topographic inversion

A landscape with features that have reversed their elevation relative to other features, most often occurring when low areas become filled with lava or sediment that hardens into material more resistant to erosion than the material that surrounds it.


The landscape of an area, including the presence or absence of hills and the slopes between high and low areas. These changes in elevation over a particular area are generally the result of a combination of deposition, erosion, uplift, and subsidence. These processes that can happen over an enormous range of timescales.


The surface or upper layer of soil, as distinct from the subsoil, and usually containing organic matter.


A vertical funnel-shaped storm with a visible horizontal rotation.
The word tornado has its roots in the Spanish word tonar, which means "to turn."

trace fossils

Fossils that record the actions of organisms, such as footprints, trails, trackways, and burrows. Trace fossils cannot always be associated at least with a group of organisms or way of life. The first trace fossils appear a couple hundred million years before the first animal (body) fossils.


A fine-grained extrusive igneous rock, with a composition high in alkali feldspar.
See also: extrusion, feldspar, igneous rock


A set of impressions in soft sediment, usually a set of footprints, left by an animal. Trackways preserved as fossils are known as trace fossils.

trade wind inversion

A reversal of the typical atmospheric situation directly above the Earth’s surface, where air temperature decreases with altitude. The inversion occurs when the sinking air that forms the trade winds is pushed downward by a high pressure system in the subtropics, and warms as it descends. This creates a layer in which warm air lies above cold air, or an inversion. This layer prevents warm, moist air from rising and limits the formation of tall clouds.
See also: atmosphere, trade winds, wind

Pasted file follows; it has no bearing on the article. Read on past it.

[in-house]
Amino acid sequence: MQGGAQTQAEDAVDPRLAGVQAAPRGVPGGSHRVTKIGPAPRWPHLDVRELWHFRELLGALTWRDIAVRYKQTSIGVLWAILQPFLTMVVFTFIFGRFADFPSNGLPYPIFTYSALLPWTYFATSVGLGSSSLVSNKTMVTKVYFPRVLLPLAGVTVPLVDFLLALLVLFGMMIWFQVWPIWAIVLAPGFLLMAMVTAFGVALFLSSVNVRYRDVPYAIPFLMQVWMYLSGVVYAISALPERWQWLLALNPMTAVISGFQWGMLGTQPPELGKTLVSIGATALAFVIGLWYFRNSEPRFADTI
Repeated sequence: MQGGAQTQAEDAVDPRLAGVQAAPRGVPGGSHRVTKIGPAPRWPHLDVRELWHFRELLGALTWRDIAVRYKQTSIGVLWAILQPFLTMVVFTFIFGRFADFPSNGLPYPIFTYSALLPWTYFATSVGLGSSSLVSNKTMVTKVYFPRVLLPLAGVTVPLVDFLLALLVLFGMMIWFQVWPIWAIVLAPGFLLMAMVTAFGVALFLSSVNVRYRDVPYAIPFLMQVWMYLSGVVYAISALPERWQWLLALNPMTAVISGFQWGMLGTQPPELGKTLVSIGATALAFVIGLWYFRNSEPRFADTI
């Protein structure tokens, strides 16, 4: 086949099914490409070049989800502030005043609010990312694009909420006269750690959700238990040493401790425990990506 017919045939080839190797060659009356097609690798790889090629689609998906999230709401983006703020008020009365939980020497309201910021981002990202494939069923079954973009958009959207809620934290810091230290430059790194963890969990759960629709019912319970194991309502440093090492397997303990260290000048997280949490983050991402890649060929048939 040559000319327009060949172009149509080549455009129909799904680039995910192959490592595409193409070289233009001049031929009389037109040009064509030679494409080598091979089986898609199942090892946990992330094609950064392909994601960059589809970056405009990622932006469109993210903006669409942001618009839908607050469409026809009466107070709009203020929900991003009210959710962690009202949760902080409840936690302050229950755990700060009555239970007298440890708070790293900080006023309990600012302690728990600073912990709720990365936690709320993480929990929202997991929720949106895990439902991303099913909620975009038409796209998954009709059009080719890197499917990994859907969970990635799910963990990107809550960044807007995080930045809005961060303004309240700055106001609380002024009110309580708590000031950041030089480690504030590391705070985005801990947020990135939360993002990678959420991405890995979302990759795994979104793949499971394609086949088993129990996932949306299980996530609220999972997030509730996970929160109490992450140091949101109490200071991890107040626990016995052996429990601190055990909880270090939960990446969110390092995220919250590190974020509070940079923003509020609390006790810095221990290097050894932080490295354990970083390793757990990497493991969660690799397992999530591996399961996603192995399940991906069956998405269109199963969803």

trade winds

A major tropical wind system, involving the flow of high-pressure subtropical air to the low-pressure equatorial zone. These winds blow westward, due to Earth’s rotation; the name "trade winds" comes from their use by sailing captains to establish trade routes from Europe to the Americas. The trade winds are responsible for steering equatorial storms and transporting African dust across the Atlantic Ocean.
See also: wind

transform boundary

An active plate boundary in which the lithospheric plates move sideways past one another.


A relative rise in sea level in a particular area, through global sea level rise or subsidence of land.


Any woody perennial plant with a central trunk. Not all trees are closely related; different kinds of plants have evolved the tree form through geological time. The trees of the Paleozoic were more closely related to club mosses or ferns than they were to today’s trees.

trellis drainage

A drainage pattern in which roughly parallel main streams are intersected by tributaries that are at nearly right angles. The name refers to the similarity of the pattern to a garden trellis, or the vines that grow along it.


A geologic time period that spans from 252 to 201 million years ago. During this period, dinosaurs, pterosaurs, and the first mammals appear and begin to diversify.
The Triassic begins directly after the Permian-Triassic mass extinction event, and is the first period of the Mesozoic.


An extinct marine invertebrate animal belonging to the Class Trilobita of the Phylum Arthropoda, and characterized by a three-part body and a chitinous exoskeleton divided longitudinally into three lobes. Trilobites have been extinct since the end of the Paleozoic.